The Tipton Daily Tribune from Tipton, Indiana on May 29, 1935 · Page 1
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The Tipton Daily Tribune from Tipton, Indiana · Page 1

Tipton, Indiana
Issue Date:
Wednesday, May 29, 1935
Page 1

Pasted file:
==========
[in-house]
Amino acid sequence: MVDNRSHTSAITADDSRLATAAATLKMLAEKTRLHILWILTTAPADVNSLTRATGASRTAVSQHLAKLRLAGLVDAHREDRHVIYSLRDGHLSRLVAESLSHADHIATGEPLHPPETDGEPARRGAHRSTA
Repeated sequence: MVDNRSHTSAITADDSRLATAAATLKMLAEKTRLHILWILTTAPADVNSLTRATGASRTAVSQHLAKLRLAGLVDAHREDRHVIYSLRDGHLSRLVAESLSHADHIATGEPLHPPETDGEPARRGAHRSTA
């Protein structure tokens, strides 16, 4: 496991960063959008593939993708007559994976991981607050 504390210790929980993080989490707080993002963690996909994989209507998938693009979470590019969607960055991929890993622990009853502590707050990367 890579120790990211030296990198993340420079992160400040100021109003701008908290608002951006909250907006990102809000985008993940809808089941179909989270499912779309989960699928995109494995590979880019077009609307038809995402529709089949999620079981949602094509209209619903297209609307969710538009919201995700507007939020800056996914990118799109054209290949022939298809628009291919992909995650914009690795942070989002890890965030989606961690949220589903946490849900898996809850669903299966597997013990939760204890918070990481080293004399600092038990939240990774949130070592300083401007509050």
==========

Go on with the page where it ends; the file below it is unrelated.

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Entered a* second, class matter. Oct. 4, 1896. at post office at Tipton, Ind., under the act ot March B, 1879. A'OIA-MB -\L, NO. 204. TIPTON, INDIANA, WEDNESDAY EVENING, MAY 29, 1933. It Is Inoperative as Long as National Code Is Not in Effect. KNOWN AS DYER ACT Governor Hopes Business Will Continue to Abide by Its Provisions. Sterilization Plan .Stirs Fight in the World Hospital Group Rome, May 29. — A bitter fight developed this week in the closing session of the world hospital congress over the inclusion of the question of sterilization on the program of its next year's meeting in Paris. Tho fight was recounted to Pope Pius by the delegates from the'Netherlands, who received the pontiff's congratulations for their opposition. The Gorman delegation formally requested the inclusion of sterilization on the program. The Netherlands, French and Spanish delegates voiced sharp opposition. (l!y I'nit.-'l rivMi). Indianapolis*. May I'D. — The Indiana XRA law is rendered inoperative by tin.- United States' supremo court's decision on tliC National Recovery Act. Gov. Paul V. McNutt announced today. "\Ve have decided the Indiana art is inoperative as Ions as the national code is not in effect," the Governor said. j ) The decision automatically; makes it unnecessary for firms doing business witli the state to submit NRA compliance certifi-i rates with their bids for supplies or work. <-^. Tne state law. known\a3 the Dyer Industrial Stabilization Act, was passed by the 1935 legislature. It set up state machinery along lines of the federal NRA and authorized the Governor to approve codes of fair competition complying with national codes. Although refraining from issuing a formal request that business! and industrial interests continue to operate under the standards set up by the codes during the last two years, the governor said he hoped those conditions would prevail. He said he believed that business leaders "are convinced by the experience they gained under NRA that conditions which were the goal of that legislation are for the best interests of all con- crrned." He concluded his announcement with a hope that arbitration on labor differences could be continued under the machinery set up by the NRA. JIT 51, JOS UET I'S Four-Course Dinner Served at Academy by the Resident Students. PLAN OFFERED THE Starts With the Construction Industry and Distributing Trades. HEARING ON MONDAY If It Proves Successful Other Interstate Business Would Be Included'. KKKN COMPETITION. OFFICERS ARE CHOSEN St. Joseph's Academy was the scene of a pretty party Tuesday evening when St. Joseph's Alumni association met for their annual banquet. At six-thirty the guests were invited to the dining room and all seated at one long table which was beautifully decorated in cut flowers. A four-course banquet was served by the resident students. Mrs. Katherine Tebbe, president of the association, gave an address of welcome to the class of '35 to which Betty Ertel, president of the senior class responded. After the banquet the members of the association held a business meeting at which time officers were elected for the coming year. Mrs. Tebbe was re-elected president, Alice Brady, vice president and' Joe Mattingly secretary and itreasurer. The. alumni members and their guests were then invited over to St. Katherine's Hall where the Donald Coy orchestra furnished music and all enjoyed the remainder of the evening. (By United Press). Washington. May 29.—Federal icensing for the -construction industry and distributing trades engaged in interstate commerce was proposed today in a bill by Rep. | James A. Shanley, D., Conn. Shanley said provisions of the bill could be used to extend "the NUA principle to all industries "in a constitutional manner." It was drawn to replace the NRA nullified by the supreme court. He planned to bring the bill, drawn with the aid of labor lawyers, before the house ways and means committee for a hearing Monday. Labor forces, it was expected, would get behind it for early house consideration. Shanley estimated 10,000,000 workers with an annual payroll income of more than S6,000,000,- 000 would be affected. He suggested the bill as a "starter for similar moves in other industries." House administration leaders, labor and construction industry representatives have indicated a sympathetic attitude toward the bill, he said. The board would prescribe | rules and regulations, which would need approval' of congress, for fair practices in the industry similar to NRA code provisions. The industries would be licensed under these codes and violations would subject the offending firms to revocation of their license. Mishap Mars GovernorsTarty Gov. James M. Curley of Massachusetts! narrowly escaped drowning when his boat sprang a leak during a jfishing expedition at Moosehead lake in Maine, where he was a guest of Louis J. Brann," gover- ( nor of Maine. .The party, shown at camp,.left to right;'standing, comprised Gov. H. Stiles Brides, left/ojf New Hampshire; Governor Curley; Ed Masterman. veteran guide;[ GovenioriBrann,'*and!JeMe Jones, head of.the.RFC.^The.menjnliron^aiefguidejJL ESCAPED INJl'RIES. Between I. L ? . nn<I Notre Dame in Track Meet. (By Unlluil Press). Lafayette, May 29. — Ke3n competition between Indiana and Notre Dame universities for the big state track and field championship will be renewed in the annual meet here Saturday. Indiana is defending champion. The Hoosiers won last year's meet with 47',-j points, while Notr-i Bame finished second with 41. Purdue, which scored 35 points last year, is expected to push the leaders. Host and Treatment. Emma Glass of Elwood entered the Beechwood hospital Tuesday afternoon and will remain there for rest and treatment.- She is suffering from severe bruises received when she fell a few days ago at the home of her nephew, D. L. Glass in Elwood. Her condition is not regarded as serious and she is thought to be getting along' as well as possible. No Improvement. Mrs. Mary MIchell of this city was not quite so well Wednesday morning at the Beechwood hos- pitai; where she IB suffering with Dr. W. U Hughes, Goldsmith, in .Accident at Frankfort. Dr. W. L. Hughes, Goldsmith veterinarian, was in an automobile accident at Frankfort Tuesday when' his car and one driven by Miss Ruth CampbeU, of Frankfort, collided at the Intersection of Walnut and East streets in Frankfort. The car driven by Miss Campbell overturned, but fortunately she escaped with practically no injuries and Dr. Hughes aside from bruises was not hurt. Both cars, however, were considerably damaged. The accident happened about 11:30 Tuesday night while Dr. Hughes was on his way home from Frankfort. TRAIN WRECK. Freight Train Down Embankment and Two Men Killed. (Ry TTnitccI Press). Ashland, Ky., May 29. — A Chesapeake & "Ohio freight train went through an open switch today and rolled down a 60-foot embankment, killing two men. The engineer, George Nichols, 54, Lexington, and the brakeman. Authur Holder, 46, Russell, were killed. The fireman, Charles Barker, Lexington, was slightly injured when he jumped from the engine just before it rolled down the bank. Weather Forecast. (By United Press). Inflanapolis, May 29.—Cloudy and cooler weather was forecast for the 500-mile race tomorrow by J. H. Armlngton, meteorologlst^at the U. S. Weather Bureau, here today. •• NRA Decision Has Made the Fashion World Safe for the Invisible Panties (By United Press). Chicago, May 29. — The supreme court; NRA decision has made the fashion world safe for invisible panties. The .Invlsilette Corporation was .embroiled in a bitter controversy with code authorities over the issue of demonstrators for Invisible panties when the supreme court decision came.. 'It sabred, pur life," R. S. Met " derful thing they have been miss- Ing." iMrs. McCracken, who invented invisible panties, said NRA probably was all right in principle "but it just didn't fit our pants problem. • "TBey told- us we couldn't have demonstrators because if the panties -were actually Invisible the customer wouldn't be able to tell, whether the/-demonstrator Will Sell Real Estate of the Dovie Adkinson Estate to Make Settlement. ITEMS OF INTEREST A short session of court wiin held Wednesday, Judge Russell making entries in several cases pending, among them being the estate of the late Dovie J. Atkinson in which a petition to sell real estate to settle the estate wts granted. Summons was ordered issued to the sheriffs of Tipton and Hamilton county for defendants to the action, returnable June 15th. A final report has been filed in settlement of the estate of til- 1 late Mary J. Young, by Noah H. Lebo, administrator -and will be presented to Judge Russell for approval on June 20. The report shows all matters closed out and there is nothing further to he done. The estate has been opon for some time on account of an action brought to set aside a will left by Mrs. Young, which was decided adversely to the administrator, by the Indiana supreme court. ; A schedule and affidavit of tlus estate of the late Mrs. Jane DiJ- lon whose death occurred at the home of her daughter Mrs. Collen Pence,, January 23, 1935, was filed and notices ordered thjt ].i hearing for the purpose of fixing the Inheritance tax if any would be held June 24th. The estate consists of S3,059.97 in Tipton Building & Loan Association stock and there are three heirs, all children, so that there will be no tax. In the divorce proceedings brought by Dr. Kenneth Ayres of Anderson against his wife, Farol Ayres an amended complaint .ordered by the court was placed on file. The amended complaint sets out specific acts of the wife which the doctor alleges unfitted him for his practice. ATI answer was ordered placed on file by June 6tb. The present term of court will run up to the' fourth, of July anil shortly after that time will adjourn for the. summer , vacation. Several Important* eases are to ' disposed of prior to] that time; !$exqr ;thjB«e ;l belnjr ; thji (action . d* CORRALLED Five Taken in Campaign by Seriff to Stop Traffic Violations. QUINTET PAID FINES Following the receipt of numerous complaints of truck drivers, some) of whom had previously i been ;warned against traffic violations. 1 Sheriff H. A. Cardwell and Virgil Cardwell Deputy Sheriffs and Roy Hurtt Pilot and Passenger Die and Bodies Burned in Illinois Accident. CHICAGO-ST.LOUIS SHIP Flyer Was Attempting- a Forced Landing When His Craft Nosed to Earth. (FU- Unllf'1 Prr-SK). Carlinville, 111., May 29.—A pilot and his only passenger were burned to death last night when a tri-motored Chicago-St. Louis transport plane of the Chicago and southern' lines crashed on a farm nine miles north of here and burst into flames. John (Red) Lynn, the pilot and Paul Gardner, a non-revenue passenger, were killed. It was learned Gardner was a brother-in- law of the pilot. The plane apparently groped around helplessly in low-hanging clouds and rain before the crash, which took place at about 10:30 p. m. Witnesses said that after several flares had been tossed from the ship at a high altitude, it suddenly went into a dive, nosed into the ground and became a pyre. It is believed the pilot ran into trouble shortly after . leaving Springfield at 10 p. m. The plane was due in St. Louis at 10:50 p. m. Carlinville is approximately halfway between the two points. Flames destroyed the airliner before witnesses .arrived on the scene. Raymond Love, a farmer, one of the first to arrive, said he saw at least two bodies in the burning plane. He summoned aid stationed them-! but the big plane was a mass of Soviet .Jail Seven for Death . of 28 Children on River Boat Kharkov, May 29." — The •chaiiman of the local soviet of tl:o village of Gadiach and six others have been sentenced to prison for criminal negligence in the drowning of 28 children when a leaky excursion boat sank in the River Psiol early in May. One adult accompanied the children on the excursion and the boat previously had been abandoned as unsafe. The chairman. V.'Naridnj^ received a 3-year-jail term; the president of the collective farm. 5 years, and the director of public education in Gadiach a year and a halfr' The others received sentence of " two and three years. MELD PLEft selves) at the intersection of stale road i!S and federal road 31 Tuesday night. Between the hours of 11:0(( p. m. Tuesday night and •1:00 a. m. Wednesday mornin-; five truck drivers were placed un- di r arrest and brought to Tinton. ' Wednesday the five were ar- raignijd in the court of Squire R. P. Ribe and all entered pleas of guilty, to charge ot traffic violations and were fined SI and costs ea:'h. [Each man paid $14.25. Four of the men Merle Griibbs, Willialm Knott, Willard Cox and Ernest' Rosso, are drivers for a Hamilton. O., trucking company and wjten locked up had the sheriff w'ire their firm. A representative was in Tipton Wednesday morning when the men were arraigned and paid their fines. Billy Moore' the fifth member of the quintet is also employed by an Ohio :trucking company and his tangled metal and smouldering embers before it arrived. The bodies were not removed until the metal framework cooled. A SINGLE SENTENCE. In the Constitution Provides the NRA Dispute. employer wired he would be here pressly assigned to the federal Wednesday afternoon to. make government are reserved to the settlement. Thel men plead guilty to travel- ConMn-iert on Paee 2: i WHEAT CONTROL. Indiana Farmers! Favor Program jby Bljc Percentage. i (ny Unltort Press). Lafiiyette, May 29. — Eighty- two per cent of ; Indiana farmers favor retention of the AAA wheat control program, an incomplete tabulation of a referendum Shows today.] ; •; , Wlti all but Monroe county reported] 24,270 voted to continue the pngram and; 6,188 were opposed, AAA headquarters at Puv- dne uriversity announced. ; Farriers who signed the current production contracts voted jjo jr 6886 to jsr?90 in favor of (By Ilnltprt Prpssl. Washington, May 29.—The dispute over congressional authority to regulate labor's hours and wages as provided in NRA codes centers around a single sentence in the United States constitution. Section 'eight of the constitution defines the powers of congress and its third paragraph assigns to congress power to: . "Regulate commerce with foreign nations, and among the several states and with the Indian tribes." That is all. All powers not ex- states. Years and decisions of legal argument have not established an interpretation of that commerce clause which is acceptable without further argument. Petition for Clemency Was Denied by the State Commission. HELD UP HOBBS BANK Stanley Canfleld. who twice robbed the Farmers State Bank of Hobbs and also a bank at Culler during Apr!!. 19>29 and was Chancellor, Addressing Gea- trial Diet,! States Conn- • try's Position. \ ' HE FOLLOWS Hitler Demand for Nazi He-! biseite in Austria ils ' Flatly Refused. ! '!. (Ry Ur.itfil Cress). Vienna. .May !»!». — Chancellor,. Kurt von Schuschnigg. addressing the general diet, today demanded/ full arms equality for Austria. He rejected the demands of : Adolf Hitler for a plebiscite to determine Nazi strength. ' • His speech followed by one day that of Premier Julius, of Hungary, likewise demanding. equality. Germany and Turkey have armed in violation of worfct. war treaties, and Bulgaria, last of the central powers, wantis to» "Our demand for equality Includes cancellation of all restrictions on the army," said Schu- schnigg. "Only Austria .shall de-,, cide if and when general j con-' given a life sentence in the Tip-| S( . ription is to be introduced." ton circuit -court by former Judge Re pi y i ng to statement^ he C. W. Mount, had his petition for clemency denied by the state clemency commission Wednesday. News of tile denial reached the Tiplon Daily Tribune over tho United Press teletype, Wednesday afternoon. Canfield was sentenced June 7, 1929 and has been confined for almost six years. During that ti'ne credited to Hitler, Schuscttniggt said that Benito Mussolini a£ Italy never tried in the leist to ' influence Austria's internal! P olr ' ?! ".N'adis are seeking to poison our relations with Jtaly," hei said.. "Those who demand a plebli boast of having vanquished liamentary government in i Ger- he is said to have be.en a modr-1 i manv. prisoner but the circumstance,; j - W e do not want the present were tension with Germany and: -God •connectcd with his crime aggravated by the faet that t < knows we are filled with" sorrow i'-S robbed the same bank twice, each | ovpr tlle si t ua tion We are always time with arms and on the occa- I rea dy to accept theihand of sion of the second visit a gun wns fired, although it was said to have gone off by accident. Everett Walker, one of Can- lit Id's companions died in prison October 5. 19:;.1 while also serv- So far nobody has extended hand." jeace. this With Pneumonia. T5ud Hinkle. employed at the ing a life sentence, he drinking i Lell & Sol , Bakery . on North wood alcohol from Fbellai- while jiain street, is confined to j his working in the paint shop at the prison. Rriney Stinnett the third member of the trio who .lonipellod H. E. Castor and Raymond Ht>fli> to lie 'prone on the floor white they, scooped up the money from the. bank, was given a 25-years sentence for his part. Canfield was before the commission in May, 1933. and wrn turned down and has met with no better . success at his second attempt although the plea was giv-: m more consideration. home over the supply depot! on South Main stree.t, being se: ly ill with pneumonia, his parents, Mr. and Mrs. Hinkle of Frankfort, were ait'his bedside. He was reported what improved Wednesday ing and his breathing was difficult. Not So Well. David Coverdale, small sop I Mr. and Mrs. John Coverd Canfleld prior to his running; | this city> was not jb> well We amuck in April, 1929. and having a short but spectacular crime ca; recr was employed in restaurants; in Tipton and was a likeable com-j panionable young man who easily made friends. He blamed his trouble to booze .and" drugs, having been, addicted to the cocaine habit, but since being in prison has lost all desire for both, it is saiS. day, according to reports the Beechwood hospital whe has a tube in his side to dr lungs. It was thought another is forming in his lung, and ttf be necessary to continue 1 drainage, until it also is tied. Treasury Plans Large Financing to Meet Notes Maturing This Summer Washington, May 29. — Tho treasury will offer on or before June 15, a. new series of notes in exchange for $416,602,800 in 3 per cent notes maturing at mid- June and $353,866,000 1% per cent notes i falling due Aug. 1. In addition the treasury will payoff in .cash about $330,000,000 In called First Liberty bonds w'hich were not refunded Into additional offerings of the 19461948 3 per cent ibonds, a . new block of $100,000,000 which have already been . advertised for- sale to the highest biddersT • | Mr. explained that if more cash was needed than was obtained through Issuance' of $100,000,000' .weekly in bills to meet maturities of $76,000,000 in the same type 4f security, he would iratnoriBe additional 3'per t Ix-aves Hospital. Mrs. Harry Robinson moved Wednesday from the Beechwood hi her home on North Halnl making the trip in the Little ambulance. y^ She underwent a [major Tc tion ten days ago atjthe from which she Is" reported:! improving very nicely. ^ ' Taken to Hfe-P Boboy Shaw, 9-y Mr. and'Hrs. ; Flo North Main.street; toj his hoine^We*